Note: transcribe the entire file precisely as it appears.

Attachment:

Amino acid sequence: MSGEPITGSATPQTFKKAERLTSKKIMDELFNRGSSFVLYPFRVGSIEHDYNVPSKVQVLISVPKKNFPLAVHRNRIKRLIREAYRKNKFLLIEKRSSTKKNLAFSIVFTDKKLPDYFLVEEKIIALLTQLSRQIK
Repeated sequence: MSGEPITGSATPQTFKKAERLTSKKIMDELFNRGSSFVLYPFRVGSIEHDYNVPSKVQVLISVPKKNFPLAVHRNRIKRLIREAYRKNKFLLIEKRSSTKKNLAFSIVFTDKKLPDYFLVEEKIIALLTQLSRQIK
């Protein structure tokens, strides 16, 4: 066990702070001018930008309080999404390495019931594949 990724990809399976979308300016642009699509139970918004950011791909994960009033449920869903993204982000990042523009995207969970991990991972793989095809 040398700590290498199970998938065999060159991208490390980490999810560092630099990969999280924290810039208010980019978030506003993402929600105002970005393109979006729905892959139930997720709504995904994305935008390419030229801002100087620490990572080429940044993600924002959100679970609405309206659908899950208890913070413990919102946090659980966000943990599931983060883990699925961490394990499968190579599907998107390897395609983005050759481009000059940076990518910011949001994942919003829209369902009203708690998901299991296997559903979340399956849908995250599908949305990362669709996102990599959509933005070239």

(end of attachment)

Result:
Amino acid sequence: MSGEPITGSATPQTFKKAERLTSKKIMDELFNRGSSFVLYPFRVGSIEHDYNVPSKVQVLISVPKKNFPLAVHRNRIKRLIREAYRKNKFLLIEKRSSTKKNLAFSIVFTDKKLPDYFLVEEKIIALLTQLSRQIK
Repeated sequence: MSGEPITGSATPQTFKKAERLTSKKIMDELFNRGSSFVLYPFRVGSIEHDYNVPSKVQVLISVPKKNFPLAVHRNRIKRLIREAYRKNKFLLIEKRSSTKKNLAFSIVFTDKKLPDYFLVEEKIIALLTQLSRQIK
């Protein structure tokens, strides 16, 4: 066990702070001018930008309080999404390495019931594949 990724990809399976979308300016642009699509139970918004950011791909994960009033449920869903993204982000990042523009995207969970991990991972793989095809 040398700590290498199970998938065999060159991208490390980490999810560092630099990969999280924290810039208010980019978030506003993402929600105002970005393109979006729905892959139930997720709504995904994305935008390419030229801002100087620490990572080429940044993600924002959100679970609405309206659908899950208890913070413990919102946090659980966000943990599931983060883990699925961490394990499968190579599907998107390897395609983005050759481009000059940076990518910011949001994942919003829209369902009203708690998901299991296997559903979340399956849908995250599908949305990362669709996102990599959509933005070239």